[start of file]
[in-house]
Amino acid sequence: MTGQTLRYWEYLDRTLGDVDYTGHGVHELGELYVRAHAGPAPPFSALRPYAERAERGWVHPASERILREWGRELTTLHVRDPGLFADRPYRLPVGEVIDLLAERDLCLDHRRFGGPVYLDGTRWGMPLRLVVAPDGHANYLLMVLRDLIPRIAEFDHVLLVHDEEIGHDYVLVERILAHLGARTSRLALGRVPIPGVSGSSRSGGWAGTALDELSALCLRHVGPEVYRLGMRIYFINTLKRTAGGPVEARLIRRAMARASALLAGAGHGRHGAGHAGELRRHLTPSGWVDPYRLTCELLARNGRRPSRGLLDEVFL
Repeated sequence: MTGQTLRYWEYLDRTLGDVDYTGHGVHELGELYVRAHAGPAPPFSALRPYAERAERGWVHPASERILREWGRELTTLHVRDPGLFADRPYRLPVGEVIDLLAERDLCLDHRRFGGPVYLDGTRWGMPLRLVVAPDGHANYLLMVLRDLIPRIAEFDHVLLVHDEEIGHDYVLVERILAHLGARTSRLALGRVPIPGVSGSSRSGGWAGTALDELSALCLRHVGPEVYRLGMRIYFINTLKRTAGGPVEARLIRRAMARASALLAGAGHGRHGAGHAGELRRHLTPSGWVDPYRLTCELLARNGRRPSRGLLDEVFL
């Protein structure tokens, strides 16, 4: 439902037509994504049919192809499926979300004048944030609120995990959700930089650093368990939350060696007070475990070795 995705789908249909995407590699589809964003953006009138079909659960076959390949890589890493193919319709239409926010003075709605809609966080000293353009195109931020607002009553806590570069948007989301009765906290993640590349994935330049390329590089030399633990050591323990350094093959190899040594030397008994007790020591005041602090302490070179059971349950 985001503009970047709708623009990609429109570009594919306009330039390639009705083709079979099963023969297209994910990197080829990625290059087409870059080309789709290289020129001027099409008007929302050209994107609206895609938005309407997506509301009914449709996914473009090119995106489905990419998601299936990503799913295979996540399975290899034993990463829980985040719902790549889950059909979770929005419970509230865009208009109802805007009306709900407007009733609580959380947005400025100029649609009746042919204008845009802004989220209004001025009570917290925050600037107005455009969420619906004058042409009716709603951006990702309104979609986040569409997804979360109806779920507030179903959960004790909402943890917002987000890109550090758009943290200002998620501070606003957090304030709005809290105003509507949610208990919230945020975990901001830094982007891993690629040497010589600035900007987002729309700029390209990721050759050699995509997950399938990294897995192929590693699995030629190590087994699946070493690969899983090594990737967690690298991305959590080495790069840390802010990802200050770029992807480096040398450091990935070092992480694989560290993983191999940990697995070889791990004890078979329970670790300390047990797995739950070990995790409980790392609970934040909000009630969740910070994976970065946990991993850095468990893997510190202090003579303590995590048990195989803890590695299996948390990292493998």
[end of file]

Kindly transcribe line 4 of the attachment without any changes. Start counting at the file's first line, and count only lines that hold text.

């Protein structure tokens, strides 16, 4: 439902037509994504049919192809499926979300004048944030609120995990959700930089650093368990939350060696007070475990070795 995705789908249909995407590699589809964003953006009138079909659960076959390949890589890493193919319709239409926010003075709605809609966080000293353009195109931020607002009553806590570069948007989301009765906290993640590349994935330049390329590089030399633990050591323990350094093959190899040594030397008994007790020591005041602090302490070179059971349950 985001503009970047709708623009990609429109570009594919306009330039390639009705083709079979099963023969297209994910990197080829990625290059087409870059080309789709290289020129001027099409008007929302050209994107609206895609938005309407997506509301009914449709996914473009090119995106489905990419998601299936990503799913295979996540399975290899034993990463829980985040719902790549889950059909979770929005419970509230865009208009109802805007009306709900407007009733609580959380947005400025100029649609009746042919204008845009802004989220209004001025009570917290925050600037107005455009969420619906004058042409009716709603951006990702309104979609986040569409997804979360109806779920507030179903959960004790909402943890917002987000890109550090758009943290200002998620501070606003957090304030709005809290105003509507949610208990919230945020975990901001830094982007891993690629040497010589600035900007987002729309700029390209990721050759050699995509997950399938990294897995192929590693699995030629190590087994699946070493690969899983090594990737967690690298991305959590080495790069840390802010990802200050770029992807480096040398450091990935070092992480694989560290993983191999940990697995070889791990004890078979329970670790300390047990797995739950070990995790409980790392609970934040909000009630969740910070994976970065946990991993850095468990893997510190202090003579303590995590048990195989803890590695299996948390990292493998």